This is the year of melting.
Let me clarify. It is not the year of melting because we are having warmer-than-usual fall and winter seasons. This is the year of melting because I finally decided to allow myself to experience emotions, to experience them and to sit in them.
It was an epiphany, actually.
I chose to listen to Buddhist monk Thich Nhat Hanh’s “Teachings on Love” while getting ready for work. He spoke of compassion and how we must offer compassion to all those that are suffering, no matter how big or how little their suffering.
That’s actually one of the guidelines I follow in my life. When dealing with people and making decisions I ask myself, “Is it compassionate?”
So, check. Got it.
But, then, he said that we must also have compassion for ourselves. Wait a minute. What? He said that we suffer too, but often do not give ourselves compassion. I dropped the cotton ball that was in my hand and hit the back button on my phone. Yes. He said that.
I don’t know what, if anything, I was struggling with that day, but I began to cry. Of course, I was confused. Cry? I don’t cry. I don’t have time to cry. I have to go to work. I had to get moving.
But, then he said that it is ok to feel your emotions, to allow yourself to feel your emotions, to feel your suffering, just like you would for others. If you can’t have compassion for yourself, how can you have compassion for others?
And, that is when the flood gates opened. I took a seat and I wept. Instead of thinking about how much time I was “wasting.” I just let myself feel the sadness and the pain. I let myself feel the strain on my facial muscles. I sobbed. I allowed myself to feel and to cry without reproach for the first time probably since I was a child. And, you know what? Nothing bad happened to me. As a matter of fact, I can honestly say my day was awesome after that.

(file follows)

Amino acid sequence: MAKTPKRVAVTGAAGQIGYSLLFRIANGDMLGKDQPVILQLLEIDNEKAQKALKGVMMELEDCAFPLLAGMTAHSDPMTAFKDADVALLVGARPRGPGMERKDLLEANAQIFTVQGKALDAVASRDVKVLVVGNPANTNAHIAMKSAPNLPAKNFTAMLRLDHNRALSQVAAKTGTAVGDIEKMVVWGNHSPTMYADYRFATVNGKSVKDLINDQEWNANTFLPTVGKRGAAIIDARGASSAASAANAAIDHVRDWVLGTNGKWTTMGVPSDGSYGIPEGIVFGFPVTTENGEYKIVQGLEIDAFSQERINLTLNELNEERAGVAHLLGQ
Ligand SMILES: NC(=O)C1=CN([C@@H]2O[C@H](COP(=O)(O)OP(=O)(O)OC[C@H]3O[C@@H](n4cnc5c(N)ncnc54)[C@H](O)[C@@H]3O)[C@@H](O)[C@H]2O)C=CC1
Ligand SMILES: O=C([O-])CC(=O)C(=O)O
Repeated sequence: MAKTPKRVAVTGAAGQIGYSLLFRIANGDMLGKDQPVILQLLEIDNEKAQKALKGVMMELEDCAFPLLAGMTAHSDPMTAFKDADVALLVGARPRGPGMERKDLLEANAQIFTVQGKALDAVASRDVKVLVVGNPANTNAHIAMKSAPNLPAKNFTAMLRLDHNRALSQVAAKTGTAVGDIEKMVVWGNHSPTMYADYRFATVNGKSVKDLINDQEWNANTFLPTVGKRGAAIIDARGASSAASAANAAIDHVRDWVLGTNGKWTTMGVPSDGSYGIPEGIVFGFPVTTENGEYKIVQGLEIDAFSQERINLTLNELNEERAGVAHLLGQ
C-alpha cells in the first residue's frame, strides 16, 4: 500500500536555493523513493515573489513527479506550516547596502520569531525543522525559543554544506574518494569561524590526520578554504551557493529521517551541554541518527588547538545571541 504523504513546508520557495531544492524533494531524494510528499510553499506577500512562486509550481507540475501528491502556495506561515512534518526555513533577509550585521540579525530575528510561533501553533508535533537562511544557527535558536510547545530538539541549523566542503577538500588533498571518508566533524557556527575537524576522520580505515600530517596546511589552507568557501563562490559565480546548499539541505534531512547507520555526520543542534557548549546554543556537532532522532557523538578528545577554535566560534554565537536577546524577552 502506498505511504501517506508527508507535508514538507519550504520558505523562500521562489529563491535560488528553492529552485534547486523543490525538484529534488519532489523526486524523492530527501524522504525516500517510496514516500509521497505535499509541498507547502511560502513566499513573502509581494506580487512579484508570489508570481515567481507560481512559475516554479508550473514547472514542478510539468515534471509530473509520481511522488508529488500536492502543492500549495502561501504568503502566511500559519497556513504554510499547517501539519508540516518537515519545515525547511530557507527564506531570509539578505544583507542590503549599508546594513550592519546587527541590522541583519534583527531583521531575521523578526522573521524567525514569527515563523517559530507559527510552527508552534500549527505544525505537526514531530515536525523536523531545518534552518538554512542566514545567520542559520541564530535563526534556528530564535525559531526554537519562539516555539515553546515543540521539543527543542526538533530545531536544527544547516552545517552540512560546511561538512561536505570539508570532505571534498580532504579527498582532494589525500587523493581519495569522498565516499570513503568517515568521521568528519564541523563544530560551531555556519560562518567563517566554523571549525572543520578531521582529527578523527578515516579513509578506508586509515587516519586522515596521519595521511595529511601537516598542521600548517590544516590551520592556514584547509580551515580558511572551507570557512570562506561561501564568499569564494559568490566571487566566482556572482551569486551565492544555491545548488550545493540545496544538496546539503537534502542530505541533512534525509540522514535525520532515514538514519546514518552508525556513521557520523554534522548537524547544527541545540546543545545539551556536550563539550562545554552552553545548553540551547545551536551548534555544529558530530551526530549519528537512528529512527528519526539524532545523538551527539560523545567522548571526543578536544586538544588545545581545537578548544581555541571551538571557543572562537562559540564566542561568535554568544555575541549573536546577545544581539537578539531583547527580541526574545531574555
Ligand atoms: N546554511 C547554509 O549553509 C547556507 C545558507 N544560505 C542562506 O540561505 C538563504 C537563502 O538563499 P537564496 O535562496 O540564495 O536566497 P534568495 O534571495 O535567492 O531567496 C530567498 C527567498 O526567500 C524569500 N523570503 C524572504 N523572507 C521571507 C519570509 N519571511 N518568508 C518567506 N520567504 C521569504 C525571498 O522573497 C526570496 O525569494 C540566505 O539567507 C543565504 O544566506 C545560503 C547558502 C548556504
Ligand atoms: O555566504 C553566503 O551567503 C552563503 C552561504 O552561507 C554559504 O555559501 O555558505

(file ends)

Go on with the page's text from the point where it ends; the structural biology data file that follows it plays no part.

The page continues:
This may not seem like a big deal to some. But, for those who are truly close to me, they know that I don’t cry. I don’t allow it. If I’m in physical pain, no tears. If I have been hurt by a loved one, no tears. If, I am overwhelmed and stressed, no tears. I have no time for tears. There is work to do, a daughter to take care of, friends and family who need me to stay focused and pulled together. As a single mom I have to stay strong—always.
But, as I continued to listen to Nhat Hanh on my way to work, I realized that I don’t necessarily feel most of my emotions in a mindful way. I laugh a lot. I can find the humor in the most horrible of my situations. But, joy? Maybe not so much.
And, upon examining this, I realized that I don’t feel my joy because I’m afraid of the proverbial shoe dropping and probably on top of my head. So, I decided that I would try feeling my joy and not the fear of what might happen if I’m too happy. Now, after a belly laugh with my daughter I pull her close and hug her because I am far more appreciative of the joy in that laughter, in that moment.
Anger? Same thing. Of course I get angry. Yet, how do I experience it? Instead of breathing my anger away the next time I was angry I decided to sit in it and feel it. I felt the squeeze in my gut. I felt my blood pressure rising. I felt my teeth clench and my hands forming fists. I allowed myself to be angry and just that.
I didn’t think about anger as an emotional waste of my time. I simply experienced it. And, what happened next? I was able to let it go much more quickly, jam to the Ramones, and be at peace. True peace.
It is a simple lesson, this emotion and compassion thing, and not always easy to do. But, it does make a difference. I promise. If you take anything away from my musings this holiday season, take this:
During the holidays there is a plethora of smells, sights, sounds and emotions. Take a moment to just feel whatever it is that you’re feeling and be in that moment before moving on. Show compassion for others at all times, and especially during the holiday season, but most of all don’t forget to show compassion toward yourself, as well.
Yolanda Hood is the head of the UCF Curriculum Materials Center. She can be reached at email@example.com.